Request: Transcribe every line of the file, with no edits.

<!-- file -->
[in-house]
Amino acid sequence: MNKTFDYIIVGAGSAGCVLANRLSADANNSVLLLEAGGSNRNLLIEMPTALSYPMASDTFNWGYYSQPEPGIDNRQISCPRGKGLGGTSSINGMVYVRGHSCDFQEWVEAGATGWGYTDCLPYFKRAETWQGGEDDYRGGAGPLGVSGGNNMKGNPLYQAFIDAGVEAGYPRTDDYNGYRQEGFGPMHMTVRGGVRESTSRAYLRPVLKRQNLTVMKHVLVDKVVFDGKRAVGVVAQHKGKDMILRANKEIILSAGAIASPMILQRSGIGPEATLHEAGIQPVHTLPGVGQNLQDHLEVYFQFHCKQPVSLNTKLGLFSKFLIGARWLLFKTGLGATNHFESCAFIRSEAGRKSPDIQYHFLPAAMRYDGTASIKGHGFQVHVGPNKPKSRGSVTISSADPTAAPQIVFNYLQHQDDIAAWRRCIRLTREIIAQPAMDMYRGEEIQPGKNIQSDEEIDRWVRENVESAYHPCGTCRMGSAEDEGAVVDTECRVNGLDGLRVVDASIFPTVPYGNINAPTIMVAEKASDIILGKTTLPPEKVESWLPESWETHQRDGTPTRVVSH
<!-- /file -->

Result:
[in-house]
Amino acid sequence: MNKTFDYIIVGAGSAGCVLANRLSADANNSVLLLEAGGSNRNLLIEMPTALSYPMASDTFNWGYYSQPEPGIDNRQISCPRGKGLGGTSSINGMVYVRGHSCDFQEWVEAGATGWGYTDCLPYFKRAETWQGGEDDYRGGAGPLGVSGGNNMKGNPLYQAFIDAGVEAGYPRTDDYNGYRQEGFGPMHMTVRGGVRESTSRAYLRPVLKRQNLTVMKHVLVDKVVFDGKRAVGVVAQHKGKDMILRANKEIILSAGAIASPMILQRSGIGPEATLHEAGIQPVHTLPGVGQNLQDHLEVYFQFHCKQPVSLNTKLGLFSKFLIGARWLLFKTGLGATNHFESCAFIRSEAGRKSPDIQYHFLPAAMRYDGTASIKGHGFQVHVGPNKPKSRGSVTISSADPTAAPQIVFNYLQHQDDIAAWRRCIRLTREIIAQPAMDMYRGEEIQPGKNIQSDEEIDRWVRENVESAYHPCGTCRMGSAEDEGAVVDTECRVNGLDGLRVVDASIFPTVPYGNINAPTIMVAEKASDIILGKTTLPPEKVESWLPESWETHQRDGTPTRVVSH